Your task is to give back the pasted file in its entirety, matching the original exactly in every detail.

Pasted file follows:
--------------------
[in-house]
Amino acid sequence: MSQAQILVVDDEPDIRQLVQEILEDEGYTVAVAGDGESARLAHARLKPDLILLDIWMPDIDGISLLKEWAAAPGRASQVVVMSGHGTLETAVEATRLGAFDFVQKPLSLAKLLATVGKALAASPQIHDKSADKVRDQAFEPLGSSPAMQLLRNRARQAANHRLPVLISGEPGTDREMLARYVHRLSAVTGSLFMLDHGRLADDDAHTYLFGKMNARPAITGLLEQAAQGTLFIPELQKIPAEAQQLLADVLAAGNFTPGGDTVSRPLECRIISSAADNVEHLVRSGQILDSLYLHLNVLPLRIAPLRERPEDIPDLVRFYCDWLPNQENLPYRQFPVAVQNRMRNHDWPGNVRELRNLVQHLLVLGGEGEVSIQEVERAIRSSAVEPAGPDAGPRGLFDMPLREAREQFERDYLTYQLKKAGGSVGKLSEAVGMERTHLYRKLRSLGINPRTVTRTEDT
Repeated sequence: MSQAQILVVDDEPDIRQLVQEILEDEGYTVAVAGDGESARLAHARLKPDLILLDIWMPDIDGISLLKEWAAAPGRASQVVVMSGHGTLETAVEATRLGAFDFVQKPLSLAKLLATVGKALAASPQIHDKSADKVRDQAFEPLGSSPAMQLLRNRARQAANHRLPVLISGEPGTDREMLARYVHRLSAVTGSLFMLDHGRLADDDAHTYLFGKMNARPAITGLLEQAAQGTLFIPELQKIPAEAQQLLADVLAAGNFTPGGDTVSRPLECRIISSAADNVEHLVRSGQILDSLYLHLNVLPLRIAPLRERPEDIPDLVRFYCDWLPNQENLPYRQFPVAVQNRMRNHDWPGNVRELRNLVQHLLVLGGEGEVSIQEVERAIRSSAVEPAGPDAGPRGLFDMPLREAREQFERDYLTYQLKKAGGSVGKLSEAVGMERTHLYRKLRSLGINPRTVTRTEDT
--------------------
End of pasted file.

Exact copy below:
[in-house]
Amino acid sequence: MSQAQILVVDDEPDIRQLVQEILEDEGYTVAVAGDGESARLAHARLKPDLILLDIWMPDIDGISLLKEWAAAPGRASQVVVMSGHGTLETAVEATRLGAFDFVQKPLSLAKLLATVGKALAASPQIHDKSADKVRDQAFEPLGSSPAMQLLRNRARQAANHRLPVLISGEPGTDREMLARYVHRLSAVTGSLFMLDHGRLADDDAHTYLFGKMNARPAITGLLEQAAQGTLFIPELQKIPAEAQQLLADVLAAGNFTPGGDTVSRPLECRIISSAADNVEHLVRSGQILDSLYLHLNVLPLRIAPLRERPEDIPDLVRFYCDWLPNQENLPYRQFPVAVQNRMRNHDWPGNVRELRNLVQHLLVLGGEGEVSIQEVERAIRSSAVEPAGPDAGPRGLFDMPLREAREQFERDYLTYQLKKAGGSVGKLSEAVGMERTHLYRKLRSLGINPRTVTRTEDT
Repeated sequence: MSQAQILVVDDEPDIRQLVQEILEDEGYTVAVAGDGESARLAHARLKPDLILLDIWMPDIDGISLLKEWAAAPGRASQVVVMSGHGTLETAVEATRLGAFDFVQKPLSLAKLLATVGKALAASPQIHDKSADKVRDQAFEPLGSSPAMQLLRNRARQAANHRLPVLISGEPGTDREMLARYVHRLSAVTGSLFMLDHGRLADDDAHTYLFGKMNARPAITGLLEQAAQGTLFIPELQKIPAEAQQLLADVLAAGNFTPGGDTVSRPLECRIISSAADNVEHLVRSGQILDSLYLHLNVLPLRIAPLRERPEDIPDLVRFYCDWLPNQENLPYRQFPVAVQNRMRNHDWPGNVRELRNLVQHLLVLGGEGEVSIQEVERAIRSSAVEPAGPDAGPRGLFDMPLREAREQFERDYLTYQLKKAGGSVGKLSEAVGMERTHLYRKLRSLGINPRTVTRTEDT